Infertility is a unique medical condition because it involves a couple instead of just one individual. It is defined as the inability to conceive 12 months after having regular intercourse without the using any contraceptive method.
Juliana Tamayo Muñoz, gynecologist and obstetrician, provides some clarifications about this condition.
What are the most frequent causes of infertility?
- Ovulatory dysfunction: 21%
- Blocked fallopian tubes: 14%
- Endometriosis: 6%
- Coital failure: 6%
- Factor cervical: 3%
- Unexplained: 28%
Are there risk factors?
Two factors that are important in predicting a pregnancy are the age of the woman and the time that has passed prior to conception. Other risk factors among women include ovulation problems, pelvic surgeries, gynecological diseases, uterine problems, ovarian surgeries or having a history of chemotherapy or radiation therapy. Among men, risk factors include having a history of inguinal surgery, testicular surgery (varicocele surgery), epidemic parotitis (mumps) as an adult, impotence or sexual dysfunction.
When should a doctor be seen after not being able to become pregnant?
The general consensus is that a fertility test should be taken with couples that have not been able to conceive after 12 months of regular, unprotected sexual intercourse. Testing should be performed earlier however depending on the individual’s medical history, physical findings and with women that are older than 35.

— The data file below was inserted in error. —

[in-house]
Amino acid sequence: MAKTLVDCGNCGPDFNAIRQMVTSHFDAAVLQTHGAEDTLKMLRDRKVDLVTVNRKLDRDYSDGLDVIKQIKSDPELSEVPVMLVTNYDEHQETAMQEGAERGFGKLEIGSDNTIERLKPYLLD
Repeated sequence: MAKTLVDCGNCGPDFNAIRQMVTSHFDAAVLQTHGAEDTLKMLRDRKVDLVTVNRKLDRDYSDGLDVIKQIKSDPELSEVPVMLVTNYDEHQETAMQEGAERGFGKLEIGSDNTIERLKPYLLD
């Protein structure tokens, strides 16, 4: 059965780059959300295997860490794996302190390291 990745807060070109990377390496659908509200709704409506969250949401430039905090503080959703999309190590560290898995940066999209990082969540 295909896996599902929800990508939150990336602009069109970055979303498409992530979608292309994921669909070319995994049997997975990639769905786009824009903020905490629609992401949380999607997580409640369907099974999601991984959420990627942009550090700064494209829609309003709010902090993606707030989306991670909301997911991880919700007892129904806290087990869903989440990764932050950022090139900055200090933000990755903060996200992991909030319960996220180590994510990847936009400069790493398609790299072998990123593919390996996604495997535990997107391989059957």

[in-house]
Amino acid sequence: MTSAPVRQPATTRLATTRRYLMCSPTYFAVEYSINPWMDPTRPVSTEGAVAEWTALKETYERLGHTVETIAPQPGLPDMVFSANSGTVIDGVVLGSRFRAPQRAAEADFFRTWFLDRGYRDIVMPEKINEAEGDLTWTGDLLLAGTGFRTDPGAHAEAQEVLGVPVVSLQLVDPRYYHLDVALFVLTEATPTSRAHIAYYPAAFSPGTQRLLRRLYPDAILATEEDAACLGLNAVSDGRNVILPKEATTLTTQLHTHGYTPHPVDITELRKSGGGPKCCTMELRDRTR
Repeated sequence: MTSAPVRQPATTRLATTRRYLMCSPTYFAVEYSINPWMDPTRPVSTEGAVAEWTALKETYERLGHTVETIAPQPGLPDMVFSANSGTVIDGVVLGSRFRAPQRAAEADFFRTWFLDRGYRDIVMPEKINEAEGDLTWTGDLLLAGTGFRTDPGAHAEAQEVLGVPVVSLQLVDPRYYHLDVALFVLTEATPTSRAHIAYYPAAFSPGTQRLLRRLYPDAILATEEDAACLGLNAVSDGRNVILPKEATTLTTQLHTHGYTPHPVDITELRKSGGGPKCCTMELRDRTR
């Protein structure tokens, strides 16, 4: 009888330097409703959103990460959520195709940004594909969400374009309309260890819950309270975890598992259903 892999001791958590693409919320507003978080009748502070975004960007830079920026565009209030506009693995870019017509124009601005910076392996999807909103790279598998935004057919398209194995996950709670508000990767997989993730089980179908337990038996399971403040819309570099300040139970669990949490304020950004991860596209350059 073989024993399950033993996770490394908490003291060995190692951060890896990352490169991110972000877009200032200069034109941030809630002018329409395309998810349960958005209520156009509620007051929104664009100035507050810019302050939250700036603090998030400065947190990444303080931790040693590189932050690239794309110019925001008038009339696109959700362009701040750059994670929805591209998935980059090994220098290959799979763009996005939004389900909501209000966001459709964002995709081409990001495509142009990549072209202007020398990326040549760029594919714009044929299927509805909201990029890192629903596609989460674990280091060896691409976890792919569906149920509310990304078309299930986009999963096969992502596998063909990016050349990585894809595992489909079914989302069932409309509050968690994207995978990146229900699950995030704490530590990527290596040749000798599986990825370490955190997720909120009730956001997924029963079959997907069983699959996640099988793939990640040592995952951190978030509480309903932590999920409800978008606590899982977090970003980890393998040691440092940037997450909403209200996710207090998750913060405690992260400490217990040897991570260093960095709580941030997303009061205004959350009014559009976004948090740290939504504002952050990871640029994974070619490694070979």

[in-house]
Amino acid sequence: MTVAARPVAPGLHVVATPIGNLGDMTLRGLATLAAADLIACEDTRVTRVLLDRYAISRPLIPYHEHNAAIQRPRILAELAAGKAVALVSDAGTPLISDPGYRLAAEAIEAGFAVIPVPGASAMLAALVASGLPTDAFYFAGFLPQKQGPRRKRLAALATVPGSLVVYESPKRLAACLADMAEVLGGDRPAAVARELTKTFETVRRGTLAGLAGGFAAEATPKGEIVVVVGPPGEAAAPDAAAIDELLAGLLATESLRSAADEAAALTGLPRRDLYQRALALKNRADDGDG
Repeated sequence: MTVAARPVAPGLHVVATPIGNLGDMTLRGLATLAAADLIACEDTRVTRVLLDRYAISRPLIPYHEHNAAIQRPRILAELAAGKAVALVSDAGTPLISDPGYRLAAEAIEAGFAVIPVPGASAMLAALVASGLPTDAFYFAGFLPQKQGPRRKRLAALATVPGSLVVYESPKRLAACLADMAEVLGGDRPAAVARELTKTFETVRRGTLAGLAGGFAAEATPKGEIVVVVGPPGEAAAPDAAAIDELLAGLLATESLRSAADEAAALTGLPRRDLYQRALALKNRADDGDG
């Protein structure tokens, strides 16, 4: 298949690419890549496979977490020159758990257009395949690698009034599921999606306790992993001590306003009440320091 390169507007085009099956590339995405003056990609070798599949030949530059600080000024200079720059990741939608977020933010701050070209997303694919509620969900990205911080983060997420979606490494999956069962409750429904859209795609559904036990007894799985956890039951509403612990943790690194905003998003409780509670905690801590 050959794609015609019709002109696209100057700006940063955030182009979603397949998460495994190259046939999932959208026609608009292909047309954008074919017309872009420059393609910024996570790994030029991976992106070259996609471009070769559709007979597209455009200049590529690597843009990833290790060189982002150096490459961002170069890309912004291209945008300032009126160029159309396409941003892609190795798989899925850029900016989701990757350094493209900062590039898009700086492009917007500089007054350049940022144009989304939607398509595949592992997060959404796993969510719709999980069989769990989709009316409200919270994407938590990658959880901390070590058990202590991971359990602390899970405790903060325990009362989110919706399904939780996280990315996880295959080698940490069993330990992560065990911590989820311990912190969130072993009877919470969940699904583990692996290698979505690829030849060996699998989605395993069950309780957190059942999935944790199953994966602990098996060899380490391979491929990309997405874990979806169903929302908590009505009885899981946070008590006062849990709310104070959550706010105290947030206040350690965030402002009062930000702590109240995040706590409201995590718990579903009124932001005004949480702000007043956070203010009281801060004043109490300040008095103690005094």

What steps can be taken after infertility has been detected?
Once the cause of infertility is detected, treatment therapies target correcting causes that are reversible and target addressing irreversible factors through different techniques. Some of the simplest recommendations for improving the chances of conception include not smoking, reducing caffeine and alcohol consumption and increasing coital frequency by one or two days, especially during the woman’s ovulation period. Male and female infertility therapy treatments can include medication, surgery or procedures such as intrauterine insemination or in vitro fertilization.
Health insurance programs generally do not cover fertility treatments and costs can depend on the complexity of the technique required.
Are the treatments effective?
Success rates vary and depend on the cause of infertility. In general terms, assisted reproduction techniques have a 27% success rate (where childbirth is successfully achieved).